Others, such as creative agencies, use software to collaborate with clients and across different teams. Asana is a popular project management platform whilst G Suite from Google Cloud is a good all-rounder and includes email, calendar, video conferencing, documents and file storage.
Another area for consideration is Business Process Management software (sometimes referred to as BPM software or BPM tools). BPM can help a business to refine their processes so that everything runs as streamlined and efficiently as possible. There are free trial options available from some BPM providers, so definitely worth researching.
Technical jargon: What you need to know
When you start researching the market, you’ll probably notice the same words come up time and again. Providers may talk about ‘the cloud’, ‘scalability’ and ‘compliance’ – but what do they mean and how do they support your business? Below are just a handful of terms worth becoming familiar with:
- Cloud software: Users access software via the web, rather than an on-site server. Advantages include data back-up, more storage, lower costs and regular security updates.
- Compliant: Providers often tell you their software supports HMRC or GDPR compliance, for example, prompts for upcoming deadlines. While some products are compatible with government rules, you’re ultimately responsible and cannot blame the software for failure to comply.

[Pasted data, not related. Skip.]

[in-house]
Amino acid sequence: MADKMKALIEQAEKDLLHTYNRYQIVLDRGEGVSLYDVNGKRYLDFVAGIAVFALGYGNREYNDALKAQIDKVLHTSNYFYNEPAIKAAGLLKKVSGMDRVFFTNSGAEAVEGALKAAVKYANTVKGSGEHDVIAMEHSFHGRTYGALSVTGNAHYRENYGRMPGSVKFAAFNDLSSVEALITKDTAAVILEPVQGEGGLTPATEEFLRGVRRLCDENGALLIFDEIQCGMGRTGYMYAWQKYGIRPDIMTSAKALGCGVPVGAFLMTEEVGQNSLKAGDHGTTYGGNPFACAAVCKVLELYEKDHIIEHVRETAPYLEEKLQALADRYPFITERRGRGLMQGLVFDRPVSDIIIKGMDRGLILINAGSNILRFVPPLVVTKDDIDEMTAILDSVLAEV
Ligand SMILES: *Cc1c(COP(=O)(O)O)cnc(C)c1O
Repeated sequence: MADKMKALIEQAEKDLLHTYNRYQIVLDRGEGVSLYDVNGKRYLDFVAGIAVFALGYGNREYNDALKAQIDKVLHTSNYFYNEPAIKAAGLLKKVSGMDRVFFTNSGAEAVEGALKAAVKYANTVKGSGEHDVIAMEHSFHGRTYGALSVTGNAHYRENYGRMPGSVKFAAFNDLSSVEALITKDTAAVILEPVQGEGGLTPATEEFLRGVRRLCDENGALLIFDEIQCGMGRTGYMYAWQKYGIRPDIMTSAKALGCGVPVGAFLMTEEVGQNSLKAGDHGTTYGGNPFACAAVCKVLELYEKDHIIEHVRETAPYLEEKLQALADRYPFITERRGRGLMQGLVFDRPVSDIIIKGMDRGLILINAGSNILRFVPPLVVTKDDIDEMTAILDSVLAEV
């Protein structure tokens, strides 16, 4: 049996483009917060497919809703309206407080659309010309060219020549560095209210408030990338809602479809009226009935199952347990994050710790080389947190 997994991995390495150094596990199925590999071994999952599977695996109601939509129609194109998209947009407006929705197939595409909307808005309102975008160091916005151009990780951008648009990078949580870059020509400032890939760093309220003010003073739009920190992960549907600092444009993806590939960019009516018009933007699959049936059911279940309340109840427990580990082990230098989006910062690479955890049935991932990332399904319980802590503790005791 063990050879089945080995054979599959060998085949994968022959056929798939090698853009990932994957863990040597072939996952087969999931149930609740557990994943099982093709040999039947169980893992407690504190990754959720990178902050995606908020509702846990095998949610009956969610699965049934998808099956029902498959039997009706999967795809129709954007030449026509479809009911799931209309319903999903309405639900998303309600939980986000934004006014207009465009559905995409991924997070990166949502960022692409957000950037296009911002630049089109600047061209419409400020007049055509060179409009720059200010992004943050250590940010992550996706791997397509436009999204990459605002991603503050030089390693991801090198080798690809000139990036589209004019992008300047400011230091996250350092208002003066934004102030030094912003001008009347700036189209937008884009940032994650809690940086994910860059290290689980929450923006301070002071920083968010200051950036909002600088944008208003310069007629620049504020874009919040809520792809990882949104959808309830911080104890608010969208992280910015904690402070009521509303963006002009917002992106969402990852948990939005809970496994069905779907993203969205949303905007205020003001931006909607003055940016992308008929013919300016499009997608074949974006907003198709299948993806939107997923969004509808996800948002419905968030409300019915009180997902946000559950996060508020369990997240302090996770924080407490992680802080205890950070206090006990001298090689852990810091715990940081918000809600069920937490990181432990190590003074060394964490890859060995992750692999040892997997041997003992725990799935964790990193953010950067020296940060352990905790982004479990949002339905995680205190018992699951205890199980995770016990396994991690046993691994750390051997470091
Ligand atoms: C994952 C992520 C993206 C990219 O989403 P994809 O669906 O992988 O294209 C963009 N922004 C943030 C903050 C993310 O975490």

- Scalability: As well as being tailored to your current needs, many platforms can be scaled up as the business grows. You could start off with a free version or low-cost basic package and move to a pro version with more features later on, making the software more affordable from the start.
Managing your finances
Every business must maintain cash flow, increase revenue and submit its tax return to HMRC on time if it’s to survive and grow. Navigating business finances and accounting can be a minefield without an accountant – which is why many SME owners and sole traders invest in financial management software.
There are a number of free packages on the market, including ZipBooks, which allows you to send unlimited invoices and manage unlimited suppliers and customers if you just have one bank account. There are many others to consider, two examples being Kashflow and Quickbooks.
This is significantly cheaper than hiring an accountant – who, according to industry reports, could charge anything between £35 and £150 per hour in London.
But even though software can help businesses keep a tight rein on their finances, and help ensure compliance with HMRC rules, it cannot advise on tax efficiencies and other matters in the same way an experienced accountant would. It’s therefore worth weighing up what you and your team can manage in-house using software, and what to outsource to an expert.